Option 3. Hold the jar at eye level and look across the lid. The lid should be concave (curved down slightly in the center). If center of the lid is either flat or bulging, it may not be sealed.” (p. I-25, USDA [2009])

See Figure 1 illustrating these steps for testing jar seals.

Figure 1. Procedure for testing jar seals after processing (illustrations adapted from USDA, 2009, for New Mexico State University by Susan B. Portillo).

Reprocessing Unsealed Jars

Remove lids from unsealed jars and discard. Check the sealing surface of the jar for tiny nicks or cracks. If a jar has defects, discard it and replace it with another jar. If not, add a new lid and process for the same amount of time within 24 hours. Unsealed jars can be kept in the refrigerator and the food can be used within 3 to 4 days, or remove about an inch of the contents and freeze.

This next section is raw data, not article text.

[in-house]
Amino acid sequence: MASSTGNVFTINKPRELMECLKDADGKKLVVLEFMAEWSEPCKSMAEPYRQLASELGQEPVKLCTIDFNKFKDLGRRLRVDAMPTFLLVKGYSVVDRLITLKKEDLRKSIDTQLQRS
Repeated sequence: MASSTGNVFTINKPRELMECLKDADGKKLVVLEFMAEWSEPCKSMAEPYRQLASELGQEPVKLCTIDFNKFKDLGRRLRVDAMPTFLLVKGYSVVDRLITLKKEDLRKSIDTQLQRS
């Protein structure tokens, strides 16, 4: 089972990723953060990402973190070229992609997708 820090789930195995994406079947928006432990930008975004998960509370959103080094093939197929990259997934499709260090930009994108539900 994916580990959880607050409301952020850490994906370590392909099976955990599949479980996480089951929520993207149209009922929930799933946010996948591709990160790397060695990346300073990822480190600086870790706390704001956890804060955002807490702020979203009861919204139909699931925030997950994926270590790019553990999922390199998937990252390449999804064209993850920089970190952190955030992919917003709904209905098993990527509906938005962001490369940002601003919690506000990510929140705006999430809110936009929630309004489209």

Storing Canned Food

Clean the outside of sealed, cooled jars with a damp towel dipped in a vinegar and water solution. Replace screw bands once they are completely dry, otherwise the bands will rust onto the lid and damage the lid and seal. Label with date and contents, including ingredients, and store in a cool (50–70°F), dark, dry place away from sun, light, or dampness.

Accidental Freezing

Freezing may cause food in jars to spoil if the seal is broken. Freezing and thawing can cause food to soften and lose eating quality. Protect jars from freezing by wrapping them with layers of newspaper.

If Canned Food Spoils

Examine jars carefully before consuming. Check lids for a vacuum seal. NEVER taste food from an unsealed jar. Signs of food spoilage are streaks and dried food at the top of the jar, swollen lids, broken jar seals, rising air bubbles, and any unnatural color. Other indicators include bad or unnatural odor; spurting liquid; white, blue, green, or black mold; or foaming.